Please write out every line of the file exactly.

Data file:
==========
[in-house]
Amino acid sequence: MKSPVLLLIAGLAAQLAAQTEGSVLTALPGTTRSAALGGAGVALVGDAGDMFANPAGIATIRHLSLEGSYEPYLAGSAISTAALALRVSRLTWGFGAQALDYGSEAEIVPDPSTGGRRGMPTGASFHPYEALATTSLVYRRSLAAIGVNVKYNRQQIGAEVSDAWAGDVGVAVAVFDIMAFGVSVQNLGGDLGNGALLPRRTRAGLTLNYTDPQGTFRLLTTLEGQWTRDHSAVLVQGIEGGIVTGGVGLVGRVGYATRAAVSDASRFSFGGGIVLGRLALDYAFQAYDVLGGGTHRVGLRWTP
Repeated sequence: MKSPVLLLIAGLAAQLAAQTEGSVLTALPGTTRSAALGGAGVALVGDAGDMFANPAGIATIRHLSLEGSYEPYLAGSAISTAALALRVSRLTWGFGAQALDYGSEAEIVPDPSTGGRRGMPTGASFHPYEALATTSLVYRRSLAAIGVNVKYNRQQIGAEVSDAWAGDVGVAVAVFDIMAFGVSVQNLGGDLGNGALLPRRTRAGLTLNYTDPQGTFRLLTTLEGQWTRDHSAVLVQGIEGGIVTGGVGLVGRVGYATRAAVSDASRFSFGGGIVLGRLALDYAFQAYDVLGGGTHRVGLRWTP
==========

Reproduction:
[in-house]
Amino acid sequence: MKSPVLLLIAGLAAQLAAQTEGSVLTALPGTTRSAALGGAGVALVGDAGDMFANPAGIATIRHLSLEGSYEPYLAGSAISTAALALRVSRLTWGFGAQALDYGSEAEIVPDPSTGGRRGMPTGASFHPYEALATTSLVYRRSLAAIGVNVKYNRQQIGAEVSDAWAGDVGVAVAVFDIMAFGVSVQNLGGDLGNGALLPRRTRAGLTLNYTDPQGTFRLLTTLEGQWTRDHSAVLVQGIEGGIVTGGVGLVGRVGYATRAAVSDASRFSFGGGIVLGRLALDYAFQAYDVLGGGTHRVGLRWTP
Repeated sequence: MKSPVLLLIAGLAAQLAAQTEGSVLTALPGTTRSAALGGAGVALVGDAGDMFANPAGIATIRHLSLEGSYEPYLAGSAISTAALALRVSRLTWGFGAQALDYGSEAEIVPDPSTGGRRGMPTGASFHPYEALATTSLVYRRSLAAIGVNVKYNRQQIGAEVSDAWAGDVGVAVAVFDIMAFGVSVQNLGGDLGNGALLPRRTRAGLTLNYTDPQGTFRLLTTLEGQWTRDHSAVLVQGIEGGIVTGGVGLVGRVGYATRAAVSDASRFSFGGGIVLGRLALDYAFQAYDVLGGGTHRVGLRWTP